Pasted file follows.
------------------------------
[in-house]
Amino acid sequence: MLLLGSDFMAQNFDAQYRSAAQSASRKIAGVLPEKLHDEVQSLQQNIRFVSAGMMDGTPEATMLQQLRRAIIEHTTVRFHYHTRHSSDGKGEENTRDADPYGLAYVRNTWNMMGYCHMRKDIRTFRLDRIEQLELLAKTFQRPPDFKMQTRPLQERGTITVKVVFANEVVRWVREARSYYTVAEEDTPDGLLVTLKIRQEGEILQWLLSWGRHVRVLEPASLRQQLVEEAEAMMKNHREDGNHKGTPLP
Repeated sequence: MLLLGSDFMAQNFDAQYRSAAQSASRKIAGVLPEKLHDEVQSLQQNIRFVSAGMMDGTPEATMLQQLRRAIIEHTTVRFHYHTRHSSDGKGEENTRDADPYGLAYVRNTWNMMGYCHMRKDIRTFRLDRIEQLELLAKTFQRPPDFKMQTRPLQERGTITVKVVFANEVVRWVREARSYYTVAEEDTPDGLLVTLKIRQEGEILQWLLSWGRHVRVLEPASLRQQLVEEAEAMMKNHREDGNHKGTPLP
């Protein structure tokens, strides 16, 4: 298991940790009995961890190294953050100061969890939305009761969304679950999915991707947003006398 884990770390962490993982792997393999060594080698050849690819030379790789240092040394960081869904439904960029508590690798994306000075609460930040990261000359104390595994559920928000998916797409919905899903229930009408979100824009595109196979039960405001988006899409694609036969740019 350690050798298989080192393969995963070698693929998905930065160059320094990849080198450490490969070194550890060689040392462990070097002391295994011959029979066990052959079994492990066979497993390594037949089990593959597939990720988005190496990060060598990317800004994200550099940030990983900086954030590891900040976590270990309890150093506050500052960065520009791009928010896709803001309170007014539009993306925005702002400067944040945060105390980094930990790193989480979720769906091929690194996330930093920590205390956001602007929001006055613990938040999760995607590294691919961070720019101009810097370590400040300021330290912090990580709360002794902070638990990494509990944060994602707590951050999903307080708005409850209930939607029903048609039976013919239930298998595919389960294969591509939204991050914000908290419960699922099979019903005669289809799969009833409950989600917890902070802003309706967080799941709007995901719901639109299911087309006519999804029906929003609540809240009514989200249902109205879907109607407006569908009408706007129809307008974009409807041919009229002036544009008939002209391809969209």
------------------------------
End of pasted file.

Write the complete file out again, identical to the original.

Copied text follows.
[in-house]
Amino acid sequence: MLLLGSDFMAQNFDAQYRSAAQSASRKIAGVLPEKLHDEVQSLQQNIRFVSAGMMDGTPEATMLQQLRRAIIEHTTVRFHYHTRHSSDGKGEENTRDADPYGLAYVRNTWNMMGYCHMRKDIRTFRLDRIEQLELLAKTFQRPPDFKMQTRPLQERGTITVKVVFANEVVRWVREARSYYTVAEEDTPDGLLVTLKIRQEGEILQWLLSWGRHVRVLEPASLRQQLVEEAEAMMKNHREDGNHKGTPLP
Repeated sequence: MLLLGSDFMAQNFDAQYRSAAQSASRKIAGVLPEKLHDEVQSLQQNIRFVSAGMMDGTPEATMLQQLRRAIIEHTTVRFHYHTRHSSDGKGEENTRDADPYGLAYVRNTWNMMGYCHMRKDIRTFRLDRIEQLELLAKTFQRPPDFKMQTRPLQERGTITVKVVFANEVVRWVREARSYYTVAEEDTPDGLLVTLKIRQEGEILQWLLSWGRHVRVLEPASLRQQLVEEAEAMMKNHREDGNHKGTPLP
């Protein structure tokens, strides 16, 4: 298991940790009995961890190294953050100061969890939305009761969304679950999915991707947003006398 884990770390962490993982792997393999060594080698050849690819030379790789240092040394960081869904439904960029508590690798994306000075609460930040990261000359104390595994559920928000998916797409919905899903229930009408979100824009595109196979039960405001988006899409694609036969740019 350690050798298989080192393969995963070698693929998905930065160059320094990849080198450490490969070194550890060689040392462990070097002391295994011959029979066990052959079994492990066979497993390594037949089990593959597939990720988005190496990060060598990317800004994200550099940030990983900086954030590891900040976590270990309890150093506050500052960065520009791009928010896709803001309170007014539009993306925005702002400067944040945060105390980094930990790193989480979720769906091929690194996330930093920590205390956001602007929001006055613990938040999760995607590294691919961070720019101009810097370590400040300021330290912090990580709360002794902070638990990494509990944060994602707590951050999903307080708005409850209930939607029903048609039976013919239930298998595919389960294969591509939204991050914000908290419960699922099979019903005669289809799969009833409950989600917890902070802003309706967080799941709007995901719901639109299911087309006519999804029906929003609540809240009514989200249902109205879907109607407006569908009408706007129809307008974009409807041919009229002036544009008939002209391809969209």